Hi If you’re reading this it’s likely that you’re looking for a wedding photographer for your wedding day in Patagonia (great location by the way ).. needless to say I’m so glad you decided to visit my web page , if you have the time why not stay and take a look around at some of my work, you can visit my portfolio HERE, or even see some real weddings HERE I’m pretty confident you can find many reasons to choose us to photograph your wedding day in Patagonia.
My name is David, I am an award winning destination wedding photographer who loves the fun, atmosphere and the all round celebration of weddings, I offer a unique contemporary approach photographing a wedding, I often appeal to the non-traditionalist, stylish yet contemporary couple. Based in the North East ,England, I capture weddings all across the UK, and around Europe and the globe.
I’m so very passionate about what I do, I find inspiration all around me and love to use any available light to by advantage and use additional light for the more creative image. I have had the pleasure of photographing in Patagonia on a few occasions, the people of Patagonia lends itself to classic wedding photography.
I take pleasure in playing an integral role in two people tying the knot but I’m a firm believer in the fact that a wedding is so much more than exchanging words and work to capture every emotion felt and each special moment, translating the true joy of the day through beautiful imagery.
Where ever you are in the world, I’d love to be part of it.. I Can’t wait to hear from you.
Patagonia (Spanish pronunciation: [pataˈɣonja]) is a sparsely populated region at the southern end of South America, governed by Argentina and Chile. The region comprises the southern section of the Andes Mountains, lakes, fjords, and glaciers in the west and deserts, tablelands and steppes to the east. Patagonia is bounded by the Pacific Ocean on the west, the Atlantic Ocean to the east, and many bodies of water that connect them, such as the Strait of Magellan, the Beagle Channel, and the Drake Passage to the south.
The Colorado and Barrancas rivers, which run from the Andes to the Atlantic, are commonly considered the northern limit of Argentine Patagonia. The archipelago of Tierra del Fuego is sometimes included as part of Patagonia. Most geographers and historians locate the northern limit of Chilean Patagonia at Huincul Fault, in Araucanía Region.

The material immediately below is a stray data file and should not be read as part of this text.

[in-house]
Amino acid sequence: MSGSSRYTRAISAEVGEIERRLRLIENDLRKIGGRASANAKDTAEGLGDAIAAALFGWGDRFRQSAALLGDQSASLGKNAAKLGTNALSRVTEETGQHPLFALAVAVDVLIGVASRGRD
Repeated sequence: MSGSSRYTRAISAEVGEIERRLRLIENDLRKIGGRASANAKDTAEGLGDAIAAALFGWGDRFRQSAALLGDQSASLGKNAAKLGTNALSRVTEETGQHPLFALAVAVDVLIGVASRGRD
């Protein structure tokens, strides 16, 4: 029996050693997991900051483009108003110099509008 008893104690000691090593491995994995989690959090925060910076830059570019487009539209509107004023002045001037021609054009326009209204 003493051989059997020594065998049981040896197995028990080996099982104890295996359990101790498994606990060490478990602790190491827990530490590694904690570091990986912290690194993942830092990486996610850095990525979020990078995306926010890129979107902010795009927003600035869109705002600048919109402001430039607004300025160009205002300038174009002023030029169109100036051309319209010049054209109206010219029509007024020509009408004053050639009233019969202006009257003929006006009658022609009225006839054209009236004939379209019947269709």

At the time of the Spanish arrival, Patagonia was inhabited by multiple indigenous tribes. In a small portion of northwestern Patagonia, indigenous peoples practiced agriculture, while in the remaining territory, peoples lived as hunter-gatherers, traveling by foot in eastern Patagonia or by dugout canoe and dalca in the fjords and channels. In colonial times indigenous peoples of northeastern Patagonian adopted a horseriding lifestyle. While the interest of the Spanish Empire had been chiefly to keep other European powers away from Patagonia, independent Chile and Argentina began to colonize the territory slowly over the course of the 19th and early 20th centuries. This process brought a decline of the indigenous populations, whose lives and habitats were disrupted, while at the same time thousands of Europeans, Argentines, Chilotes and mainland Chileans settled in Patagonia. Border disputes between Argentina and Chile were recurrent in the 20th century. Except for the boundary along the Southern Patagonian Ice Field, all of these disputes have been settled today.
The contemporary economy of eastern Patagonia revolves around sheep farming and oil and gas extraction, while in western Patagonia fishing, salmon aquaculture, and tourism dominate. Culturally, Patagonia has a varied heritage, including Criollo, Mestizo, Indigenous, and non-Iberian European influences.
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